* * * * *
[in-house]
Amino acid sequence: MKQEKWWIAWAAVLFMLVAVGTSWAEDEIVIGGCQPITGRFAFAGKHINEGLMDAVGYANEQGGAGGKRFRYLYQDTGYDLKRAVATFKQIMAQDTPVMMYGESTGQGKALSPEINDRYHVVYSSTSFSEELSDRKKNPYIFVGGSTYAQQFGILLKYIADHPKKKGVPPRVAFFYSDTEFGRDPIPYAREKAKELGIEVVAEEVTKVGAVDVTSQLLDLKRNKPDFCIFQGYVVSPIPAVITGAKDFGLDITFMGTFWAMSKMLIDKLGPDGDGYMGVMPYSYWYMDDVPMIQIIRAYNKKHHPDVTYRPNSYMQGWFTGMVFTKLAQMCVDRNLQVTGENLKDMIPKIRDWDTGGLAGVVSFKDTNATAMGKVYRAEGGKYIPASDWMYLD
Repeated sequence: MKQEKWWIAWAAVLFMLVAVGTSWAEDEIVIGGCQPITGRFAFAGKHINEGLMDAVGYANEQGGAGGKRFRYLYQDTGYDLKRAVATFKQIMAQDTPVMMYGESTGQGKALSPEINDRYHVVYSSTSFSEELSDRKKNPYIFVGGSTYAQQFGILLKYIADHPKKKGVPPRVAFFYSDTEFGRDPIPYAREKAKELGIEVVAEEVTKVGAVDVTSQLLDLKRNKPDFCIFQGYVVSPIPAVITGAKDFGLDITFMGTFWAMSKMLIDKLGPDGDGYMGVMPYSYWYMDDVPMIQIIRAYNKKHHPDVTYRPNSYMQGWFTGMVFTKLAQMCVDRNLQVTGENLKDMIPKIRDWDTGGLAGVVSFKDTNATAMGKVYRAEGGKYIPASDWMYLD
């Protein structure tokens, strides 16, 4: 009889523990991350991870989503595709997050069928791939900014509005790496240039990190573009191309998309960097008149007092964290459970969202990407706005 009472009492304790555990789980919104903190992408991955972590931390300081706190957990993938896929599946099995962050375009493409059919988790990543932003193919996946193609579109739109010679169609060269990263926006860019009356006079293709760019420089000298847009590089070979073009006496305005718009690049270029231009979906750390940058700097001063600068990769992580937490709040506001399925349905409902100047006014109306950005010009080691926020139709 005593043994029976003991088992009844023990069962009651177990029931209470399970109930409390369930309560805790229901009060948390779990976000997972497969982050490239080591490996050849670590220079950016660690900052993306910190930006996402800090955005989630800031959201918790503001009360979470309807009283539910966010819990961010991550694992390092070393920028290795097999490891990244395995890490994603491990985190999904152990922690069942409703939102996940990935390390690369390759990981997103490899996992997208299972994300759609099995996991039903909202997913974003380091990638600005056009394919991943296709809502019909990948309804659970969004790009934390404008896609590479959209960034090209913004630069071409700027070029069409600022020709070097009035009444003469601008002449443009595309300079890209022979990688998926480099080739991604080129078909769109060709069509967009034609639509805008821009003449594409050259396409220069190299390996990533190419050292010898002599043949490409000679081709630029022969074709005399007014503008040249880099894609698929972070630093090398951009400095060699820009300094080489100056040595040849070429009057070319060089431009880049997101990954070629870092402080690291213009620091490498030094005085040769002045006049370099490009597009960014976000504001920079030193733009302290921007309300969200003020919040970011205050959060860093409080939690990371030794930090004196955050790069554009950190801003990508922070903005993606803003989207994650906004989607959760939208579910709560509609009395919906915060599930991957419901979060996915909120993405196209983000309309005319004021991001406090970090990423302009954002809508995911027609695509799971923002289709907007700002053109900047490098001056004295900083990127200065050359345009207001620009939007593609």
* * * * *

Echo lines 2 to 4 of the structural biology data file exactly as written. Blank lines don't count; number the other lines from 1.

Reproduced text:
Amino acid sequence: MKQEKWWIAWAAVLFMLVAVGTSWAEDEIVIGGCQPITGRFAFAGKHINEGLMDAVGYANEQGGAGGKRFRYLYQDTGYDLKRAVATFKQIMAQDTPVMMYGESTGQGKALSPEINDRYHVVYSSTSFSEELSDRKKNPYIFVGGSTYAQQFGILLKYIADHPKKKGVPPRVAFFYSDTEFGRDPIPYAREKAKELGIEVVAEEVTKVGAVDVTSQLLDLKRNKPDFCIFQGYVVSPIPAVITGAKDFGLDITFMGTFWAMSKMLIDKLGPDGDGYMGVMPYSYWYMDDVPMIQIIRAYNKKHHPDVTYRPNSYMQGWFTGMVFTKLAQMCVDRNLQVTGENLKDMIPKIRDWDTGGLAGVVSFKDTNATAMGKVYRAEGGKYIPASDWMYLD
Repeated sequence: MKQEKWWIAWAAVLFMLVAVGTSWAEDEIVIGGCQPITGRFAFAGKHINEGLMDAVGYANEQGGAGGKRFRYLYQDTGYDLKRAVATFKQIMAQDTPVMMYGESTGQGKALSPEINDRYHVVYSSTSFSEELSDRKKNPYIFVGGSTYAQQFGILLKYIADHPKKKGVPPRVAFFYSDTEFGRDPIPYAREKAKELGIEVVAEEVTKVGAVDVTSQLLDLKRNKPDFCIFQGYVVSPIPAVITGAKDFGLDITFMGTFWAMSKMLIDKLGPDGDGYMGVMPYSYWYMDDVPMIQIIRAYNKKHHPDVTYRPNSYMQGWFTGMVFTKLAQMCVDRNLQVTGENLKDMIPKIRDWDTGGLAGVVSFKDTNATAMGKVYRAEGGKYIPASDWMYLD
């Protein structure tokens, strides 16, 4: 009889523990991350991870989503595709997050069928791939900014509005790496240039990190573009191309998309960097008149007092964290459970969202990407706005 009472009492304790555990789980919104903190992408991955972590931390300081706190957990993938896929599946099995962050375009493409059919988790990543932003193919996946193609579109739109010679169609060269990263926006860019009356006079293709760019420089000298847009590089070979073009006496305005718009690049270029231009979906750390940058700097001063600068990769992580937490709040506001399925349905409902100047006014109306950005010009080691926020139709 005593043994029976003991088992009844023990069962009651177990029931209470399970109930409390369930309560805790229901009060948390779990976000997972497969982050490239080591490996050849670590220079950016660690900052993306910190930006996402800090955005989630800031959201918790503001009360979470309807009283539910966010819990961010991550694992390092070393920028290795097999490891990244395995890490994603491990985190999904152990922690069942409703939102996940990935390390690369390759990981997103490899996992997208299972994300759609099995996991039903909202997913974003380091990638600005056009394919991943296709809502019909990948309804659970969004790009934390404008896609590479959209960034090209913004630069071409700027070029069409600022020709070097009035009444003469601008002449443009595309300079890209022979990688998926480099080739991604080129078909769109060709069509967009034609639509805008821009003449594409050259396409220069190299390996990533190419050292010898002599043949490409000679081709630029022969074709005399007014503008040249880099894609698929972070630093090398951009400095060699820009300094080489100056040595040849070429009057070319060089431009880049997101990954070629870092402080690291213009620091490498030094005085040769002045006049370099490009597009960014976000504001920079030193733009302290921007309300969200003020919040970011205050959060860093409080939690990371030794930090004196955050790069554009950190801003990508922070903005993606803003989207994650906004989607959760939208579910709560509609009395919906915060599930991957419901979060996915909120993405196209983000309309005319004021991001406090970090990423302009954002809508995911027609695509799971923002289709907007700002053109900047490098001056004295900083990127200065050359345009207001620009939007593609």